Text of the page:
The first coat of brickwork needs to be thick enough to cover all uneven areas and low spots. A tight 10mm - 20mm thick first coat prevents shadows or lines from showing through finish coats. You should avoid thin applications that are prone to sinking.

Mesh reinforcement

Alkali-resistant fibreglass mesh embedded into the base coat near its centre provides critical tensile strength. This compensates for the differing expansion coefficients of brick and render. The mesh avoids tension crack damage and gives long-term resilience.

Flexible mix

While cement-based renders adhere well initially, they can crack and detach over time as brickwork shifts. For example, a mix of builder’s sand and gravel can reduce crack resistance. The addition of hydrated lime or polymeric binders makes mixes more allowable for brick movement and thermal changes. 

Control joints 

Allowing for movement by installing vertical control joints over existing expansion joints or at edges prevents exterior render cracks. Therefore, careful joint detailing is important. 

How to tackle soft sand render problems

While soft sand delivers exceptional results when used properly, there are some potential downsides to remember. Below, we outline the 4 difficulties that can arise. 

1. Mix design

The lack of internal friction between soft sand's rounded grains mandates increased binder to achieve proper cohesion and strength. Mixes may require the integration of an additional 10-15% cement or lime. This accounts for soft sand's reduced natural adhesion.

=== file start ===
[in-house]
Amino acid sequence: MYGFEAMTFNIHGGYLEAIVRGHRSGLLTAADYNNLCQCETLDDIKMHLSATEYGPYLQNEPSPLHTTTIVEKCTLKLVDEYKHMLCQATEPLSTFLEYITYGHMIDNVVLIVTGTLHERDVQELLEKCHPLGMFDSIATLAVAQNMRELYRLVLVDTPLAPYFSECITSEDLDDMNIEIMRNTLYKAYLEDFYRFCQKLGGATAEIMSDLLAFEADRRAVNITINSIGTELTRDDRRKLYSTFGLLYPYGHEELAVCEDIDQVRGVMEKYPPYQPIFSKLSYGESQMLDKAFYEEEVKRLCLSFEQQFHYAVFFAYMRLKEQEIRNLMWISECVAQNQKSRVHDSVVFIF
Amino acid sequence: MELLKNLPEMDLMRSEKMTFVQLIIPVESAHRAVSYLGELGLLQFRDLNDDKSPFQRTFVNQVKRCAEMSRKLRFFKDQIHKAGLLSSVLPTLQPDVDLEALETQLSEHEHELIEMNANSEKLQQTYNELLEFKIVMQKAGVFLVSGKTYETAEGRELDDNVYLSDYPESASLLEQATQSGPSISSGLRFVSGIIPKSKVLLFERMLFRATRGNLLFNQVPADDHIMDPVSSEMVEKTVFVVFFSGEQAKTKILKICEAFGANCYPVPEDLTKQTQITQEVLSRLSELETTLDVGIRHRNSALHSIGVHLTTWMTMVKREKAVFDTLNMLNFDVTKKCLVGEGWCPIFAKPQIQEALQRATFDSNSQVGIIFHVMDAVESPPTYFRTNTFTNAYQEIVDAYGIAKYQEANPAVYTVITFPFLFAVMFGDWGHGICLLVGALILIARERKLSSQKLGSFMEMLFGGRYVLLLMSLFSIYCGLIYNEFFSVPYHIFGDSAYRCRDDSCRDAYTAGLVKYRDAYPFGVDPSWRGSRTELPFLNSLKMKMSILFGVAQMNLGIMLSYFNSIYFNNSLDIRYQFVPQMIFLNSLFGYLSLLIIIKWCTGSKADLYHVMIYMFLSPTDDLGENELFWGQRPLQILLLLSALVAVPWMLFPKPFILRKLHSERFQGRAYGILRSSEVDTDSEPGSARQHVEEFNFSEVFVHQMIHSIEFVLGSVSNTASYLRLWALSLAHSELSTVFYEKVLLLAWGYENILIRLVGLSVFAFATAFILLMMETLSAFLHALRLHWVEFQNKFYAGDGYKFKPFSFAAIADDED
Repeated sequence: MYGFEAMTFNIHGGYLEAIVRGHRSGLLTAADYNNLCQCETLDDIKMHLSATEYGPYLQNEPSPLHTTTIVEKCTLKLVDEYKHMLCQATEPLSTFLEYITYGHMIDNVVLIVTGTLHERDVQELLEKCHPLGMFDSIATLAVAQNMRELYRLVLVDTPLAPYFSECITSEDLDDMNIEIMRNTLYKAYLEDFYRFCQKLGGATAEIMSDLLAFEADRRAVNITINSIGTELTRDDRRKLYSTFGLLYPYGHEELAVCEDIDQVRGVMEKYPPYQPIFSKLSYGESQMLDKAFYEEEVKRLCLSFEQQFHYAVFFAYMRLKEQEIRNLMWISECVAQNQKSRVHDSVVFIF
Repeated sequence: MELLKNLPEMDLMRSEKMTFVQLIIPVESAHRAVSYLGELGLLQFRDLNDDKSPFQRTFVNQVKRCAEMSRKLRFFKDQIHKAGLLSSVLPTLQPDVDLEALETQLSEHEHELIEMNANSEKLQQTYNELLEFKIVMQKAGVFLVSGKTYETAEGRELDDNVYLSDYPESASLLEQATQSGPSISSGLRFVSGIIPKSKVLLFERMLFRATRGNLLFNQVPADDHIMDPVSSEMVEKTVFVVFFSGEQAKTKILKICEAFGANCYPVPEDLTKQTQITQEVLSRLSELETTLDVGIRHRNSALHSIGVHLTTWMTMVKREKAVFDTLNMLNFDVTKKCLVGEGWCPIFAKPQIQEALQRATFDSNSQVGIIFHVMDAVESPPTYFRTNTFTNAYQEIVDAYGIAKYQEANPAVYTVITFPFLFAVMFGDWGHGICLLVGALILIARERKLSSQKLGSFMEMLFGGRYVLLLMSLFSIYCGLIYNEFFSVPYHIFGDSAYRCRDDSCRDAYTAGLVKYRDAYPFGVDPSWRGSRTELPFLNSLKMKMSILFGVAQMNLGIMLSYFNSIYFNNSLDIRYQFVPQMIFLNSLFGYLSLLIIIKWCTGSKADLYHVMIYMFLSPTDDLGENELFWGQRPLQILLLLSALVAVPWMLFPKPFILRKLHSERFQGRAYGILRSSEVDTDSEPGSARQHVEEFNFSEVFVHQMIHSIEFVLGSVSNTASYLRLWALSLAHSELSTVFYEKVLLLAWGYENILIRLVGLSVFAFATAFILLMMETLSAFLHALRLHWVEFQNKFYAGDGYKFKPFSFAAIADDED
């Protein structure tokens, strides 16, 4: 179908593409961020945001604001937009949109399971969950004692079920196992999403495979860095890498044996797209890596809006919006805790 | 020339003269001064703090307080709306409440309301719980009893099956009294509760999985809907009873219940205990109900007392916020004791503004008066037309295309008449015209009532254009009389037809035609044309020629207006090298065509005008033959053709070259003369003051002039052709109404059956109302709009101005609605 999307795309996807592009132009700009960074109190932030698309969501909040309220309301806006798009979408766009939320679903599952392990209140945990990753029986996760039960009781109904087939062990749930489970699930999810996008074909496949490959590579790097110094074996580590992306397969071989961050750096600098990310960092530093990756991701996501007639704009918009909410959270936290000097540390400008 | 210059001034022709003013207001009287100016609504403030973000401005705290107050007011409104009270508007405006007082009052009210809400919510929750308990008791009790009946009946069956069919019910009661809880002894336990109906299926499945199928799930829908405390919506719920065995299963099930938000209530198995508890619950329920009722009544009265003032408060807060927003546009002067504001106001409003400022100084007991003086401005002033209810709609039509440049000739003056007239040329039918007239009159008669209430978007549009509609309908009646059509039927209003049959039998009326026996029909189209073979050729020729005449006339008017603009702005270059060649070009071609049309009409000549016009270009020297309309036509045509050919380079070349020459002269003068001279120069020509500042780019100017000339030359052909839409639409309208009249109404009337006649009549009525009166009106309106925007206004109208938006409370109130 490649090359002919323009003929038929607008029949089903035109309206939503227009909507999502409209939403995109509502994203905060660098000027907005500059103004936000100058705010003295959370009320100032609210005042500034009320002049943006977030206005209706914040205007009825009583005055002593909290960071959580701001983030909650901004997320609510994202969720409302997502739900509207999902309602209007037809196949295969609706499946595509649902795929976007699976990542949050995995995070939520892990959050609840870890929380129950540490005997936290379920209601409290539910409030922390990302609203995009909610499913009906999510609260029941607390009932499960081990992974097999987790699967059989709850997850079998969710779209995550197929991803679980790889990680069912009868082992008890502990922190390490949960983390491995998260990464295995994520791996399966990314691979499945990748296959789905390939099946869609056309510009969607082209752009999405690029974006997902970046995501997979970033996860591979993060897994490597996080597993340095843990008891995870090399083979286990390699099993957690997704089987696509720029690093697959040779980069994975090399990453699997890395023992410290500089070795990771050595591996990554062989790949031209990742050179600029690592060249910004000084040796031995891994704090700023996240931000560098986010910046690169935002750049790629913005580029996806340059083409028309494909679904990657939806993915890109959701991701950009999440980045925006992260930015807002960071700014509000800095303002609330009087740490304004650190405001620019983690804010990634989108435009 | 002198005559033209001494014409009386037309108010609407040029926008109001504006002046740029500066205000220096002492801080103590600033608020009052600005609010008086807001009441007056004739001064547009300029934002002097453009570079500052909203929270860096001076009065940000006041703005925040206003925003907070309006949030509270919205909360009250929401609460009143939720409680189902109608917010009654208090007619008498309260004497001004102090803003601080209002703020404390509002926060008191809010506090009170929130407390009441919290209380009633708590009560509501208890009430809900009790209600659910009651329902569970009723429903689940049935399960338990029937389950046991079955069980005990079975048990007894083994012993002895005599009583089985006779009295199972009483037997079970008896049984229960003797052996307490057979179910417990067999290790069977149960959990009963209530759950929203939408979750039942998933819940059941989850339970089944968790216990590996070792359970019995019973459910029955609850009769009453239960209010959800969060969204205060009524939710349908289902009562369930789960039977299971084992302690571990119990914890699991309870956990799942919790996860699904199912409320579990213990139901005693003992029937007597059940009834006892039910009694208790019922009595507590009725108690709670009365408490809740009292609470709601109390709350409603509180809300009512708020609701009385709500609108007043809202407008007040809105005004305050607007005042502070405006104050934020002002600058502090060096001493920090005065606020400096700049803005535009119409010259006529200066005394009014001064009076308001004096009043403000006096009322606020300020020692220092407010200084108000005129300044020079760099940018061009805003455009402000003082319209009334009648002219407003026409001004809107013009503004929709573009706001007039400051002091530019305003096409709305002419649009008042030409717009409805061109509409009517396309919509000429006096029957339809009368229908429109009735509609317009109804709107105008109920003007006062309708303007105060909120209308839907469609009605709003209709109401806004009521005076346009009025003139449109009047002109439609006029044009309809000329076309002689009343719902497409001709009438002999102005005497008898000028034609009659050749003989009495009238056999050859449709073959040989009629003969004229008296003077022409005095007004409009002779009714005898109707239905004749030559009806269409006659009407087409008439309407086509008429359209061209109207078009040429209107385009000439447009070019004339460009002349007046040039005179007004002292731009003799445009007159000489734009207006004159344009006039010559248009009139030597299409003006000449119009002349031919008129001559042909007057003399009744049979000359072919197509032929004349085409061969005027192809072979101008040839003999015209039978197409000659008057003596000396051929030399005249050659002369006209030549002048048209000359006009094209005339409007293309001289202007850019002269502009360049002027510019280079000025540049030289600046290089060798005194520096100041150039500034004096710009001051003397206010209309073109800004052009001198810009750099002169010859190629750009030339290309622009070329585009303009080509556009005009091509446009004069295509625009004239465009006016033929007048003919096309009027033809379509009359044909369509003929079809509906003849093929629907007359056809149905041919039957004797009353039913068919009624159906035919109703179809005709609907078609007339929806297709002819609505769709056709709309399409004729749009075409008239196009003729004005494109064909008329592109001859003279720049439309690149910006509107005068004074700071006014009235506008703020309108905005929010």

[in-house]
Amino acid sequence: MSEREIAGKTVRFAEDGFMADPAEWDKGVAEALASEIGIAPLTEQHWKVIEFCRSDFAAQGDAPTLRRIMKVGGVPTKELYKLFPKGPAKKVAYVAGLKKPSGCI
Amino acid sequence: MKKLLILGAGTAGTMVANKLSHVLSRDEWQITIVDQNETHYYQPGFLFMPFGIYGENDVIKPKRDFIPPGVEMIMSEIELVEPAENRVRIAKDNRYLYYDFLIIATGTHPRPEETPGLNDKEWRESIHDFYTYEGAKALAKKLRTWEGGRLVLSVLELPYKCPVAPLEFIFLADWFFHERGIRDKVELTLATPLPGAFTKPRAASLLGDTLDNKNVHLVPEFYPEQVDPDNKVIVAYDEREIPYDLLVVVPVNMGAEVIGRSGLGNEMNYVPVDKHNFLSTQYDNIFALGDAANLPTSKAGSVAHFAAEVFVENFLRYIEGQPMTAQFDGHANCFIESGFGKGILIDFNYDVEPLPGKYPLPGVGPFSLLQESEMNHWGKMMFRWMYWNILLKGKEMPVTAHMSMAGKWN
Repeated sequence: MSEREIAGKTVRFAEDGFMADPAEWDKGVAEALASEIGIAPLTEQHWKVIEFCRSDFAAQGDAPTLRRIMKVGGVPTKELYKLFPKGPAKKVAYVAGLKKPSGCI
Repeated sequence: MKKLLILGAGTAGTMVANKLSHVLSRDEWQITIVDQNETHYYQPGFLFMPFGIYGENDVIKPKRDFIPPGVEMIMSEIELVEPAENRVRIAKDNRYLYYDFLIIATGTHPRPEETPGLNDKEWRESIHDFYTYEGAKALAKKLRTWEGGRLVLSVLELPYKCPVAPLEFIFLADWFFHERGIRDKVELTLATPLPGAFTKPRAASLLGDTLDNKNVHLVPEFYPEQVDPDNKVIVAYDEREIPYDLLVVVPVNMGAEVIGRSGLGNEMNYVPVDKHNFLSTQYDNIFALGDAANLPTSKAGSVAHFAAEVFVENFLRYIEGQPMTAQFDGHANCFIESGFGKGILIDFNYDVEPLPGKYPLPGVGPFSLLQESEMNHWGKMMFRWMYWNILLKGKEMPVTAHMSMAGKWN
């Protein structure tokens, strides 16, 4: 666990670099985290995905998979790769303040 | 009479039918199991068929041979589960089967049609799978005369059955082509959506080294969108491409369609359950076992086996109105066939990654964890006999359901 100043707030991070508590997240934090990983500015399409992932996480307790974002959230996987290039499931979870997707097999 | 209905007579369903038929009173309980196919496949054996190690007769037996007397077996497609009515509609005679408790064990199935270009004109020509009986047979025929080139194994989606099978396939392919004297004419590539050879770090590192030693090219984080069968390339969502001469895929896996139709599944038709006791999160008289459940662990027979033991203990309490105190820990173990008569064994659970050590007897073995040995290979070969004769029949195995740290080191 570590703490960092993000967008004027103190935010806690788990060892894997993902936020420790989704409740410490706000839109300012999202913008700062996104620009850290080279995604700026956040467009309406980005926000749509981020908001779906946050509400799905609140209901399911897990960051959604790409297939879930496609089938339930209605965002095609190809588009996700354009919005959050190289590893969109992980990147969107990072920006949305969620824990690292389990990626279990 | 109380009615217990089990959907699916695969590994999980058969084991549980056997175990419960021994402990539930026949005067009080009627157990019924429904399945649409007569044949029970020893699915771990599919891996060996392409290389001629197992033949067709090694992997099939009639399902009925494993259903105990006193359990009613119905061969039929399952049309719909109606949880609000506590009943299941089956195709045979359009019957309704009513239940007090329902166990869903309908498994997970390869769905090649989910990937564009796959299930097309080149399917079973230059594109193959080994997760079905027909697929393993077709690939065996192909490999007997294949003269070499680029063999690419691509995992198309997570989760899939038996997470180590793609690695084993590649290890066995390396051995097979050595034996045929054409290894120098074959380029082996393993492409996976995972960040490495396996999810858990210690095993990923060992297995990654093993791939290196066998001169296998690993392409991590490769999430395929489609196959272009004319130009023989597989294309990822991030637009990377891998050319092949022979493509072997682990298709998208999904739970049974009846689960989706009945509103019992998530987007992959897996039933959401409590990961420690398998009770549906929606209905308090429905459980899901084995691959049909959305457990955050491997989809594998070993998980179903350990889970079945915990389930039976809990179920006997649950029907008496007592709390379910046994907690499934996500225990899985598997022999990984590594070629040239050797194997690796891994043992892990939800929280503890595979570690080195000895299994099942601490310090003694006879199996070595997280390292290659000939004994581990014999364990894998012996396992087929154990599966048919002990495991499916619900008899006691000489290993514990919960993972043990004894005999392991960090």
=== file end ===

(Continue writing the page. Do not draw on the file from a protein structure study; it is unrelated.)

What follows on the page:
Manufacturers will provide specific mix guidelines, but being aware of this consideration can prevent weak or crumbly finishes.

2. Over-polishing

Tempting to burnish and compress soft sand finishes excessively because of their excellent ease of use. However, this can close the surface pore structure completely. It creates a glassy surface effect that has poor vapour resistance. 

This reduces substrate adhesion and encourages later detachment or finish delamination. You should advise moderation when troweling and polishing.

3. Delamination issues

The multiple coat makeup of external render systems needs proper cure time between layers to dry adequately. Premature overcoating or overworking the previous layer's surface can seal in moisture, leading to unsound inter-coat bonding.